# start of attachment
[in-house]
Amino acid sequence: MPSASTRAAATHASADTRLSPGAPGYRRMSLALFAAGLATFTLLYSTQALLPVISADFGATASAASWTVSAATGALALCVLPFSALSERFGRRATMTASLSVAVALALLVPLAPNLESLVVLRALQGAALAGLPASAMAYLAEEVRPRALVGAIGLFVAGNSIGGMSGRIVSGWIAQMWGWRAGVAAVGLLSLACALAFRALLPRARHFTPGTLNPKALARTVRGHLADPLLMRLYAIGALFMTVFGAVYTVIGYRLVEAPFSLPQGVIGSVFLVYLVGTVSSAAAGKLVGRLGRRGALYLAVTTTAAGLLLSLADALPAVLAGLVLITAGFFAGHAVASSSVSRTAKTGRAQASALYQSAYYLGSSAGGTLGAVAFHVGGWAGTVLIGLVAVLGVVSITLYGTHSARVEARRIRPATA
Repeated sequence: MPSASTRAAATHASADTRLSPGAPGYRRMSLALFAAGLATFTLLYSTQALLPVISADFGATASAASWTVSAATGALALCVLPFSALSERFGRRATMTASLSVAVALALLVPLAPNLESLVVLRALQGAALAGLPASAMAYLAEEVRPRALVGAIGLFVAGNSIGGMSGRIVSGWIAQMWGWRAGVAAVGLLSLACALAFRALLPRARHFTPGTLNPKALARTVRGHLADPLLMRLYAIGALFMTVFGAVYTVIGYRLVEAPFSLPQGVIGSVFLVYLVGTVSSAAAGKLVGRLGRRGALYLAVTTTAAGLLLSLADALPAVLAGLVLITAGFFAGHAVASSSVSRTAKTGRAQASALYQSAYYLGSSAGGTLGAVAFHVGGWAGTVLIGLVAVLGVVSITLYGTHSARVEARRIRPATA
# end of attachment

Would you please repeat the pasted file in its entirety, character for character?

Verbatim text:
[in-house]
Amino acid sequence: MPSASTRAAATHASADTRLSPGAPGYRRMSLALFAAGLATFTLLYSTQALLPVISADFGATASAASWTVSAATGALALCVLPFSALSERFGRRATMTASLSVAVALALLVPLAPNLESLVVLRALQGAALAGLPASAMAYLAEEVRPRALVGAIGLFVAGNSIGGMSGRIVSGWIAQMWGWRAGVAAVGLLSLACALAFRALLPRARHFTPGTLNPKALARTVRGHLADPLLMRLYAIGALFMTVFGAVYTVIGYRLVEAPFSLPQGVIGSVFLVYLVGTVSSAAAGKLVGRLGRRGALYLAVTTTAAGLLLSLADALPAVLAGLVLITAGFFAGHAVASSSVSRTAKTGRAQASALYQSAYYLGSSAGGTLGAVAFHVGGWAGTVLIGLVAVLGVVSITLYGTHSARVEARRIRPATA
Repeated sequence: MPSASTRAAATHASADTRLSPGAPGYRRMSLALFAAGLATFTLLYSTQALLPVISADFGATASAASWTVSAATGALALCVLPFSALSERFGRRATMTASLSVAVALALLVPLAPNLESLVVLRALQGAALAGLPASAMAYLAEEVRPRALVGAIGLFVAGNSIGGMSGRIVSGWIAQMWGWRAGVAAVGLLSLACALAFRALLPRARHFTPGTLNPKALARTVRGHLADPLLMRLYAIGALFMTVFGAVYTVIGYRLVEAPFSLPQGVIGSVFLVYLVGTVSSAAAGKLVGRLGRRGALYLAVTTTAAGLLLSLADALPAVLAGLVLITAGFFAGHAVASSSVSRTAKTGRAQASALYQSAYYLGSSAGGTLGAVAFHVGGWAGTVLIGLVAVLGVVSITLYGTHSARVEARRIRPATA